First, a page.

Hockey is an intermittent sport with high intensity skating shifts followed by brief rest intervals. The main fuel used by hockey players is carbohydrate (i.e., blood glucose, muscle and liver glycogen). Hockey players generally fatigue because of depleted carbohydrate-energy stores, dehydration and/or a build-up of lactic acid (muscle burn). Good nutrition habits before, during, and after hockey games and practices will ensure players perform at their best! Eating well all year round can help a young rookie to grow and develop as well as progress to a higher level of play (Fueling the Young Athlete).
A high carbohydrate diet consumed 24 hours before a hockey game will top up energy reserves (From Training Diet to Meal Plans). The immediate pre-exercise meal and/or snack containing ample carbohydrates (with low-fat foods) will ensure optimal energy and mental alertness for games (Fluids and Foods BEFORE Training/Competition).
Caution: avoid “energy” drinks which lead to short term energy that doesn’t last.
Players should sip fluids after every shift to prevent dehydration symptoms (i.e., elevated heart rates, fatigue, and muscle cramps); most players will need 400-800 mL for every hour of exertion (Fluids for Athletes). One gulp is approximately one ounce (30 mL) so four gulps (4 oz / 125 mL) taken after each of four shifts adds up to sufficient hydration (16 oz / 500 mL) over an hour.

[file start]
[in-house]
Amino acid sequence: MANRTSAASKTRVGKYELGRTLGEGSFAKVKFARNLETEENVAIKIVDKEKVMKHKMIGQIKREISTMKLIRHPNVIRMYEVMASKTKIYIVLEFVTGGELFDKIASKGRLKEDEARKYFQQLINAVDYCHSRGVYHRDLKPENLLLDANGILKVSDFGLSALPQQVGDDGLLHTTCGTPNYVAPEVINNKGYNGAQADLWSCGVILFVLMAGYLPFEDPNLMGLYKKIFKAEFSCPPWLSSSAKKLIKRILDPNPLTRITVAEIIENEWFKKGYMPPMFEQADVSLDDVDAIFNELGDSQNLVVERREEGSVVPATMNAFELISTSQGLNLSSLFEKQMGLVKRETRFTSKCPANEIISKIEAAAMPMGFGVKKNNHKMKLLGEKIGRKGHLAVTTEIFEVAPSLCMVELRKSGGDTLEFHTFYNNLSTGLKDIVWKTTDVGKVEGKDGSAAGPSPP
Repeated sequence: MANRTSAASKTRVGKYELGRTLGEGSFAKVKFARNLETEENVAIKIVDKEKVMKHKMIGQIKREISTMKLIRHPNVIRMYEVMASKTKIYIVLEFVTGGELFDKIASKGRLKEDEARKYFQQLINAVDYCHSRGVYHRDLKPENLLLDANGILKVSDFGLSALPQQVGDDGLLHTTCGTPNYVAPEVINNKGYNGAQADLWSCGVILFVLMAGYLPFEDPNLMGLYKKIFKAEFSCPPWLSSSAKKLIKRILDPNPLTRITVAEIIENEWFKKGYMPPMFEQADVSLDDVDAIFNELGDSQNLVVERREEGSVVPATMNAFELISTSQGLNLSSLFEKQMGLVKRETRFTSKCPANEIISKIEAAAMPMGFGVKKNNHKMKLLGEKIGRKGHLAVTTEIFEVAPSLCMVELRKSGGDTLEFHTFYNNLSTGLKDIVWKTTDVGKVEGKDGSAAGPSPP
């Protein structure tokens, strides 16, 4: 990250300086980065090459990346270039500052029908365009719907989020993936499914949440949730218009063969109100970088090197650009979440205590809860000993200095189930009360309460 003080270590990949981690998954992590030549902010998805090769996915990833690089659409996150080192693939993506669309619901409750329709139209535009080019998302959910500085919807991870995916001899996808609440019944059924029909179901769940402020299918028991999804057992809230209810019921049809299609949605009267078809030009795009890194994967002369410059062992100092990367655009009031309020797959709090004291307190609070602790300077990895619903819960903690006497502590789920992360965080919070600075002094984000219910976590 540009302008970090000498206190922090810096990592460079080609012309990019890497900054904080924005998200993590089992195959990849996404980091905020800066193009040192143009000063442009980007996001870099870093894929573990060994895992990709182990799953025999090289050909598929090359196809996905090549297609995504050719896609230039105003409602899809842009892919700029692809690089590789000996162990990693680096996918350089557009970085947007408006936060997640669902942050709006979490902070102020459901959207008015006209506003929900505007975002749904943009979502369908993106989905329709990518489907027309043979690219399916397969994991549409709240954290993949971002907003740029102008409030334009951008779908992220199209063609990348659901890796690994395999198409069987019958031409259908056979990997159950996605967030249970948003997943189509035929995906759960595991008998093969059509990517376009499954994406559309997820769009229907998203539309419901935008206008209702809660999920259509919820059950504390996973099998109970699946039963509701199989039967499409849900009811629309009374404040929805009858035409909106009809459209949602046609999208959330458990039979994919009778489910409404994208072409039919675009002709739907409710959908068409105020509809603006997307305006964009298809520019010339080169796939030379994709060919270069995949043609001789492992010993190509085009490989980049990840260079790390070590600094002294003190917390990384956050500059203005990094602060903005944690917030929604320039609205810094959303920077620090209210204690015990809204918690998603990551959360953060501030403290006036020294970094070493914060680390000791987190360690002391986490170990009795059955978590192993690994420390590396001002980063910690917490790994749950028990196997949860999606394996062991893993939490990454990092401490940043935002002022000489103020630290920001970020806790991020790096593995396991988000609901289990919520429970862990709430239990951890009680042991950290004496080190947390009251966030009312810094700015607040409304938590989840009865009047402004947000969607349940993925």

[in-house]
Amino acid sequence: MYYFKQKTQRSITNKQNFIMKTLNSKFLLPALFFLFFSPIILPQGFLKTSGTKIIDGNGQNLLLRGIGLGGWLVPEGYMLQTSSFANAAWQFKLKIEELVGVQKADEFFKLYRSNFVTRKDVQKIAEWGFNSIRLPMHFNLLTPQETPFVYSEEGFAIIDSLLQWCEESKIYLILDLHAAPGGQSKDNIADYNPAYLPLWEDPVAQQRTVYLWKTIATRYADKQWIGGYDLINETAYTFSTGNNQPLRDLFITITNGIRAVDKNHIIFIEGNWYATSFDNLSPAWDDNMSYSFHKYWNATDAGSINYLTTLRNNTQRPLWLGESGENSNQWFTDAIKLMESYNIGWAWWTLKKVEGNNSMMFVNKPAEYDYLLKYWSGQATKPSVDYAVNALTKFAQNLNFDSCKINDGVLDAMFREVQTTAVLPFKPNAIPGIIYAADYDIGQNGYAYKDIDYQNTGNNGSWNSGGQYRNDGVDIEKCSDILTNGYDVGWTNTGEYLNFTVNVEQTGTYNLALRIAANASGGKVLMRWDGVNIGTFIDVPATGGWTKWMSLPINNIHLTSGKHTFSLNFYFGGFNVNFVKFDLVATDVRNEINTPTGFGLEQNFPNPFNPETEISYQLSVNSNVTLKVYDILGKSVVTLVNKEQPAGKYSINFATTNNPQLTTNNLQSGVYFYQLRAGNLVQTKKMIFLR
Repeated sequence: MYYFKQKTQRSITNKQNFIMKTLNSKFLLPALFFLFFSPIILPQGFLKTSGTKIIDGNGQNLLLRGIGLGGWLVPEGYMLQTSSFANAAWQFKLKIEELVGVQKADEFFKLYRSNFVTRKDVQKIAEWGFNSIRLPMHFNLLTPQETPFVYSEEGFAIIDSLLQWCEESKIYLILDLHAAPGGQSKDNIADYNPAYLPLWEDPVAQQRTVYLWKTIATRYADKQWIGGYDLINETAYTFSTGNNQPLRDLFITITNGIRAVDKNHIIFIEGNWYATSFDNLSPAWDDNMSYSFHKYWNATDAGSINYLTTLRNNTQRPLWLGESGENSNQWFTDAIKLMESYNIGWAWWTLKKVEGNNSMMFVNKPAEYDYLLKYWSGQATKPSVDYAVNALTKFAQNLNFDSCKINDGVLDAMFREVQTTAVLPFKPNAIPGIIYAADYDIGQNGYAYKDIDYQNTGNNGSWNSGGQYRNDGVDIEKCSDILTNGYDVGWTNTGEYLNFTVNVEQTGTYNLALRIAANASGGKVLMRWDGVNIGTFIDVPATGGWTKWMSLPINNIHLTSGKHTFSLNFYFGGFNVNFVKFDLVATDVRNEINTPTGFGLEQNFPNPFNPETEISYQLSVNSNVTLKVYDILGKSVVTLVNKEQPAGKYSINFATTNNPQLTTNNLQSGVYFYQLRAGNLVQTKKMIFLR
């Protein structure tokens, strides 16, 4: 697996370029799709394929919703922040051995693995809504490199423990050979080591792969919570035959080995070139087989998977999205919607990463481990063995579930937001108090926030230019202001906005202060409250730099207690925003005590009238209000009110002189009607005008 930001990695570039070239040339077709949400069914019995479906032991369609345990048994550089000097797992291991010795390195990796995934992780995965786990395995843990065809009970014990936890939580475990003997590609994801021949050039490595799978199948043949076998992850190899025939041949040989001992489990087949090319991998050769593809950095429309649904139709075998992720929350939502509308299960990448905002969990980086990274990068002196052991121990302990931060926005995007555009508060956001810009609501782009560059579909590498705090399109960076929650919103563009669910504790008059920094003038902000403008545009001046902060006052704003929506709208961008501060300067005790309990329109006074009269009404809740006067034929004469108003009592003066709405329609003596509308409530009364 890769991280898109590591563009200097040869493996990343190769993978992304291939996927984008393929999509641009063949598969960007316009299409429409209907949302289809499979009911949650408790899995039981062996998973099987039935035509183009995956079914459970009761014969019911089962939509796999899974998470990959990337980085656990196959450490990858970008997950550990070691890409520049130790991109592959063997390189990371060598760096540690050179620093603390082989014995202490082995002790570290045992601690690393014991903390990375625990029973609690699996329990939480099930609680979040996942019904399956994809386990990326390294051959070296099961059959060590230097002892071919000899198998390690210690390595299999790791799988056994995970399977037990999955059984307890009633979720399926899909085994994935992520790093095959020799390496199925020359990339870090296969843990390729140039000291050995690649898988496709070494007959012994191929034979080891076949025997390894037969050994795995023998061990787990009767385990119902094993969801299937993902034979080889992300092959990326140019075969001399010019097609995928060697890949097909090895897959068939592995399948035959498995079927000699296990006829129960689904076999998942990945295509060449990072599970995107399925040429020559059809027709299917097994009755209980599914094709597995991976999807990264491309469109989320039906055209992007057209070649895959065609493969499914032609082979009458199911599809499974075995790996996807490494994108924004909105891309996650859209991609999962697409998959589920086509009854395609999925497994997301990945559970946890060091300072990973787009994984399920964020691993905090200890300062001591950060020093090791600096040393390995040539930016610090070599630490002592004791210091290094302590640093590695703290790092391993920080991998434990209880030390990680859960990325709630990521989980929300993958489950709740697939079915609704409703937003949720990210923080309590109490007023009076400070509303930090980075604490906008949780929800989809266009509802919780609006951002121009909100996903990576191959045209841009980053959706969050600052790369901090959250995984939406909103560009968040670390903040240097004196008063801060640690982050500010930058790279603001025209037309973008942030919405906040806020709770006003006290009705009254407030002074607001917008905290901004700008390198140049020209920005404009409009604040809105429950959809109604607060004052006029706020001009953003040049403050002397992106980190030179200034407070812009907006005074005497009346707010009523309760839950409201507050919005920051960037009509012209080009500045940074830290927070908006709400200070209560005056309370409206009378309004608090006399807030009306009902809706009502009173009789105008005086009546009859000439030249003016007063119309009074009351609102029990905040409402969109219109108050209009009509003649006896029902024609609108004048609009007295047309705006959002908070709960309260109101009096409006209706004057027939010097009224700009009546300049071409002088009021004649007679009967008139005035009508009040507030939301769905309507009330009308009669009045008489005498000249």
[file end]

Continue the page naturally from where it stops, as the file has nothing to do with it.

Recovery nutrition begins within minutes after a game or practice and includes restoring energy (carbohydrates), repairing muscle (protein), plus replenishing fluids and electrolytes (i.e. sodium, potassium). Portable foods and fluids brought to the rink can speed the recovery process, followed by a nutritious meal (Fluids and Foods AFTER Training/Competition).
Players are challenged to have consistent energy during tournaments. Consuming extra carbohydrates days before a tournament begins, followed by the pre-game guidelines leading into each game are recommended (From Training Diet to Meal Plans; Tournament Tips). Snacks with fluids between periods (e.g. grapes, orange sections, bites of sports bars, sport drinks) can be helpful to maintain energy levels. Postgame immediate nutrition is critical so players are energized for subsequent games (Fluids and Foods AFTER Training/ Competition). Advice about suitable restaurant choices and travel concerns may be useful when playing away from home
(Nutrition Away from Home).
Building muscle may be desirable since a muscular player may be faster on the ice and have more physical size to withstand “checking”. However, supplementation (e.g. creatine, protein) is not the short cut to gaining muscle; instead players should: